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When will mobile platforms usurp desktop ones? Sooner than you might think

The definition of "work" on a computer is changing and adapting to what devices people are buying. And if you want to get a glimpse of the paradigm shift, just keep an eye on the apps.


Few would argue that the PC is dead. However, "is it dying?" might be a more relevant question.

If you base at least part of the answer to that question on sales of mobile phones and tablets, there's a case to be made for saying yes.

Mobile devices have outsold traditional desktop and laptop computers continuously for nearly four years at this point. And they show no signs of slowing even as the PC market has -- at best -- been treading water for much of that period.

Andreesen Horowitz's Benedict Evans shares that data along with some compelling reasons for the current paradigm shift in computing that's been taking place, noting that mobile devices currently outsell PCs by a 5 to 1 margin.


Evans suggests that rate rising to a 10 to 1 margin in the next few years.That's a fair guess although it's partly because of the mobile device refresh cycle being much shorter than that of the PC. Regardless of the reason, if that's the case, the very nature of computing will continue changing.

I think Evans is right even though there are still many computing tasks that require a traditional computer.

Think back before 2007 though and there were far more of those tasks that couldn't be done on a handset or a tablet running some kind of mobile platform.

Smartphones at the time were relegated to being high-end email machines, basic web browsers, and ran your choice of apps that numbered in the hundreds. Fast forward to present day and depending on the mobile platform you use, you have more than a million app choices.

The apps available today aren't just one step ahead of what you could run on a phone or tablet eight years ago; they're magnitudes more powerful, useful and entertaining. Early apps were basic and rudimentary compared to what you'll find today on mobile devices: Just look at Microsoft's Office apps, some of the high-end gaming titles available and even code editors.

Effectively, the mobile market has been able to provide users with the tools they need for work and play. And in some cases, work itself is adjusting for the mobile platforms because at first, the new platforms aren't considered useful for work.

Evans notes several examples including a mobile CAD program and cloud-based video collaboration tool, saying "So, each new computing platform will never be used for real work, but the platform gets better and the work changes to fit the new platform."

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This is why earlier today when I said I'd be buying an iPad Pro to try out, I noted that it's the apps that will make the hardware valuable: If they follow, Apple's new large tablet could be a success in the enterprise as companies find that a lighter operating system can meet employee needs.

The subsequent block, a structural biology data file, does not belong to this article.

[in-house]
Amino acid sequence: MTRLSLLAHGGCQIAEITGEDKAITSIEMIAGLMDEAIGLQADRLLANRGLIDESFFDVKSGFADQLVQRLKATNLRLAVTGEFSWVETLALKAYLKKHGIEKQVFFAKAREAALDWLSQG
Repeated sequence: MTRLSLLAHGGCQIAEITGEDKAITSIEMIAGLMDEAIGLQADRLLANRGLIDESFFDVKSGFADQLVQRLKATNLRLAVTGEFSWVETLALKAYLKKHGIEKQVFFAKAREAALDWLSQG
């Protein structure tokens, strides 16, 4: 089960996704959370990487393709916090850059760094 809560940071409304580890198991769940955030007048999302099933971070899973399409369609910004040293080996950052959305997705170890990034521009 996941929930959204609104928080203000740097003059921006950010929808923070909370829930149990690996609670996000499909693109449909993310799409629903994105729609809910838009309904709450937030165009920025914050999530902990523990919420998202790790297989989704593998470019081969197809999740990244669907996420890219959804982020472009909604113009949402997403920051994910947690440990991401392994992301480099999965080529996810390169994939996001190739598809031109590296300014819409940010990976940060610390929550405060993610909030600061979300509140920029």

Indeed, some companies are already moving away from supporting the desktop; at least when it comes to entertainment. On my Surface Pro 4, there's no native app for Amazon Instant Video; in fact, Amazon recently removed video download support to Windows PCs while adding it for some content on mobile platforms. That signals to me that Amazon is catering towards the future of computing, not the past.

Adobe is another company worth looking at here, mainly because for years the rallying cry of desktop users was "I need my Photoshop!" Go to Adobe's mobile software site and you'll find four pages of Adobe and Creative Cloud apps for Android and iOS.

And of course, as noted prior, Microsoft has been moving its apps and services to where the users are: See Office, OneDrive, Cortana, One Note and others as examples of Microsoft's mobile platform play even as it supports long-time PC owners. Note that Microsoft is further acknowledging the change by smartly merging its mobile and desktop platform with Windows 10.

We're still not at the point where everyone has moved away from a PC. If we were, the industry wouldn't be selling a few hundred million systems each year. That's partly because not everyone's work has changed -- or changed enough -- to be effectively performed on a mobile device.

Want to know when mobile platforms truly take the place of desktops? There won't likely be a hard calendar date but if you want to get a feel for it, just look at the apps being designed for work on mobile devices. As they continue to mature, the pressure will be on for PC makers to explain just why you need a new PC; something they're trying to desperately do at this very moment.

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